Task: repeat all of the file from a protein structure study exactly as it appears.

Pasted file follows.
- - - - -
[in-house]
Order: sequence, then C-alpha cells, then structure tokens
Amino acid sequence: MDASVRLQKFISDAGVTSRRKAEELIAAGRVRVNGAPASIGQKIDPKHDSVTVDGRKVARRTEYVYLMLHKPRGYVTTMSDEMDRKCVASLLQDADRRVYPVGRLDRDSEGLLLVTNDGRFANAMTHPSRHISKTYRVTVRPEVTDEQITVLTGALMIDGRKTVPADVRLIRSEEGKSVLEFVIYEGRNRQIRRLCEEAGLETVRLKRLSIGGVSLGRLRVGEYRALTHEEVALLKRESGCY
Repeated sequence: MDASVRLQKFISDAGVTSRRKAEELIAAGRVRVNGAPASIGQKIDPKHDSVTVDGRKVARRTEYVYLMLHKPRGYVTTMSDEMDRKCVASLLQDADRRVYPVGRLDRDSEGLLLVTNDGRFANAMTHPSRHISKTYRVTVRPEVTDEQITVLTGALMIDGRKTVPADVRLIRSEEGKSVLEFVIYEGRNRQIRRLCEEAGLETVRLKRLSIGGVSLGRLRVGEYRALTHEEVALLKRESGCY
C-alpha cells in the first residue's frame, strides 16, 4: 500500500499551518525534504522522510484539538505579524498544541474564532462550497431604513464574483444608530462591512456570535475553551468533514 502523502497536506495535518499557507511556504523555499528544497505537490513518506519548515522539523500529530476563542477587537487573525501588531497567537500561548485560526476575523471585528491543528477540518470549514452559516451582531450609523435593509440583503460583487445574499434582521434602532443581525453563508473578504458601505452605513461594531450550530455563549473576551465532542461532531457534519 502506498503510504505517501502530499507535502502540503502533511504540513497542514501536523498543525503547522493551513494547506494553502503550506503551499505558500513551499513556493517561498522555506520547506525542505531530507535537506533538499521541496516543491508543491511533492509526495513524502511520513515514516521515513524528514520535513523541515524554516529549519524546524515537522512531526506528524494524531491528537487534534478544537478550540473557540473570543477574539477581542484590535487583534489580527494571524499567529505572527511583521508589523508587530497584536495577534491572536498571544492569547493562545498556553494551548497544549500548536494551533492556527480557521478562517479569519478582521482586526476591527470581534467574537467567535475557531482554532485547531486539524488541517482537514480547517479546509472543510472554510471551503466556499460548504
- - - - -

[in-house]
Order: sequence, then C-alpha cells, then structure tokens
Amino acid sequence: MDASVRLQKFISDAGVTSRRKAEELIAAGRVRVNGAPASIGQKIDPKHDSVTVDGRKVARRTEYVYLMLHKPRGYVTTMSDEMDRKCVASLLQDADRRVYPVGRLDRDSEGLLLVTNDGRFANAMTHPSRHISKTYRVTVRPEVTDEQITVLTGALMIDGRKTVPADVRLIRSEEGKSVLEFVIYEGRNRQIRRLCEEAGLETVRLKRLSIGGVSLGRLRVGEYRALTHEEVALLKRESGCY
Repeated sequence: MDASVRLQKFISDAGVTSRRKAEELIAAGRVRVNGAPASIGQKIDPKHDSVTVDGRKVARRTEYVYLMLHKPRGYVTTMSDEMDRKCVASLLQDADRRVYPVGRLDRDSEGLLLVTNDGRFANAMTHPSRHISKTYRVTVRPEVTDEQITVLTGALMIDGRKTVPADVRLIRSEEGKSVLEFVIYEGRNRQIRRLCEEAGLETVRLKRLSIGGVSLGRLRVGEYRALTHEEVALLKRESGCY
C-alpha cells in the first residue's frame, strides 16, 4: 500500500499551518525534504522522510484539538505579524498544541474564532462550497431604513464574483444608530462591512456570535475553551468533514 502523502497536506495535518499557507511556504523555499528544497505537490513518506519548515522539523500529530476563542477587537487573525501588531497567537500561548485560526476575523471585528491543528477540518470549514452559516451582531450609523435593509440583503460583487445574499434582521434602532443581525453563508473578504458601505452605513461594531450550530455563549473576551465532542461532531457534519 502506498503510504505517501502530499507535502502540503502533511504540513497542514501536523498543525503547522493551513494547506494553502503550506503551499505558500513551499513556493517561498522555506520547506525542505531530507535537506533538499521541496516543491508543491511533492509526495513524502511520513515514516521515513524528514520535513523541515524554516529549519524546524515537522512531526506528524494524531491528537487534534478544537478550540473557540473570543477574539477581542484590535487583534489580527494571524499567529505572527511583521508589523508587530497584536495577534491572536498571544492569547493562545498556553494551548497544549500548536494551533492556527480557521478562517479569519478582521482586526476591527470581534467574537467567535475557531482554532485547531486539524488541517482537514480547517479546509472543510472554510471551503466556499460548504